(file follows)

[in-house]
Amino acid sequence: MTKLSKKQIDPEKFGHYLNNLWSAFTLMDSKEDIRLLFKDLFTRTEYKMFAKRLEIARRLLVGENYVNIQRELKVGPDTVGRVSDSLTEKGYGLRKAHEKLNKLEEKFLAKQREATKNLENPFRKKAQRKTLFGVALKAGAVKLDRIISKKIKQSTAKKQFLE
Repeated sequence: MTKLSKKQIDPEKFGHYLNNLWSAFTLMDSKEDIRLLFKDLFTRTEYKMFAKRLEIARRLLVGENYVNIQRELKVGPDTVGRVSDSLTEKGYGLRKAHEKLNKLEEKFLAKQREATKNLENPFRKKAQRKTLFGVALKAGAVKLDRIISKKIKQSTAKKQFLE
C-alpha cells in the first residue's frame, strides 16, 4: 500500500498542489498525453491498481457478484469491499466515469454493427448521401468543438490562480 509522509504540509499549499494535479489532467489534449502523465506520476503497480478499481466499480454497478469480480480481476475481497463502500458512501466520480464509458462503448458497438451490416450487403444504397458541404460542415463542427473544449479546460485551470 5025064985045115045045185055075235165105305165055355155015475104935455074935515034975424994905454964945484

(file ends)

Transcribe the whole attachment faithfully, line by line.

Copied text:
[in-house]
Amino acid sequence: MTKLSKKQIDPEKFGHYLNNLWSAFTLMDSKEDIRLLFKDLFTRTEYKMFAKRLEIARRLLVGENYVNIQRELKVGPDTVGRVSDSLTEKGYGLRKAHEKLNKLEEKFLAKQREATKNLENPFRKKAQRKTLFGVALKAGAVKLDRIISKKIKQSTAKKQFLE
Repeated sequence: MTKLSKKQIDPEKFGHYLNNLWSAFTLMDSKEDIRLLFKDLFTRTEYKMFAKRLEIARRLLVGENYVNIQRELKVGPDTVGRVSDSLTEKGYGLRKAHEKLNKLEEKFLAKQREATKNLENPFRKKAQRKTLFGVALKAGAVKLDRIISKKIKQSTAKKQFLE
C-alpha cells in the first residue's frame, strides 16, 4: 500500500498542489498525453491498481457478484469491499466515469454493427448521401468543438490562480 509522509504540509499549499494535479489532467489534449502523465506520476503497480478499481466499480454497478469480480480481476475481497463502500458512501466520480464509458462503448458497438451490416450487403444504397458541404460542415463542427473544449479546460485551470 5025064985045115045045185055075235165105305165055355155015475104935455074935515034975424994905454964945484